Seven statues linked to Ovid unearthed near Rome
Seven Roman statues depicting one of the myths recounted by celebrated Latin poet Ovid have been unearthed in excellent condition during excavations at an ancient villa near the Italian capital, archaeologists say
“We had known for a while that there were traces in the area of Valerio Messala,” a rich Roman general who was patron to Ovid, said Elena Calandra, superintendent for archaeology in the Lazio region.
“We carried out exploratory digs before authorising the full-scale evacuation, and found Messala’s swimming pool with the seven statues at the bottom,” she said.
The two-metre-high statues are “in an excellent state of conservation,” she added.
It is thought they may have fallen into the pool during an earthquake around 2 000 years ago.
They depict the myth of Niobe, who bore 14 children and boasted of her fertility to the goddess Leto, who had but two offspring of her own.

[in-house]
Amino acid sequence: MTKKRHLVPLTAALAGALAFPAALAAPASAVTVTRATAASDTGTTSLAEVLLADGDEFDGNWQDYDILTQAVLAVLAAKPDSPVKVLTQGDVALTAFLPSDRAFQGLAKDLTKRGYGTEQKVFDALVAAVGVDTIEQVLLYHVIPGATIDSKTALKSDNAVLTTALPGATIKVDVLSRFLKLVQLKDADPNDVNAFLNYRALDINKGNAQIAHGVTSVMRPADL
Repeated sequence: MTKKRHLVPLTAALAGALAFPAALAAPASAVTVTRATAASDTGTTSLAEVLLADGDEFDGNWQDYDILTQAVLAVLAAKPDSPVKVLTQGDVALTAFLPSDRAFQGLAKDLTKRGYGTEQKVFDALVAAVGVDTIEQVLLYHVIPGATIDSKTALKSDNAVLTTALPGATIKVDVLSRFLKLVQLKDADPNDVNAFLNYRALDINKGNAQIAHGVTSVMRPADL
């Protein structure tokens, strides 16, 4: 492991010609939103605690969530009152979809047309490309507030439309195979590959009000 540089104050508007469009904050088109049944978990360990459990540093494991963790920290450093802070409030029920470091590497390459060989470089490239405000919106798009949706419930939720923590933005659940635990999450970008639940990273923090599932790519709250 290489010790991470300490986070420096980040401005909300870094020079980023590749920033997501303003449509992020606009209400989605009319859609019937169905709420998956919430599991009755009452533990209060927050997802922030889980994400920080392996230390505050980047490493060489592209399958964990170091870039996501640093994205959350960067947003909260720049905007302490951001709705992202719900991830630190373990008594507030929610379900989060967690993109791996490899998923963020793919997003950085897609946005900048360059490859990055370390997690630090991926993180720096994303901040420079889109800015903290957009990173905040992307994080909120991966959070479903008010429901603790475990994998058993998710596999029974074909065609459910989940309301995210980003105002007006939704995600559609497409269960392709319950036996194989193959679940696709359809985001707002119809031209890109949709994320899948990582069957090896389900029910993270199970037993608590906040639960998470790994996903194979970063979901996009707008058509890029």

An enraged Leto sought revenge by having her children, Apollo and Artemis, kill Niobe’s, and the devastated mother fled to the mountains where she turned to stone and wept for evermore.
The myth is recounted in Ovid’s masterpiece, Metamorphoses — but
were Messala’s statues inspired by the Latin poet’s tale or did he
base his story on the statues?
“We know that there were numerous representations of the myth in paintings and sculptures, in ancient Grece as well. Before leaning towards one hypothesis or another, we have to precisely date the statues — a lengthy job,” Calandra said.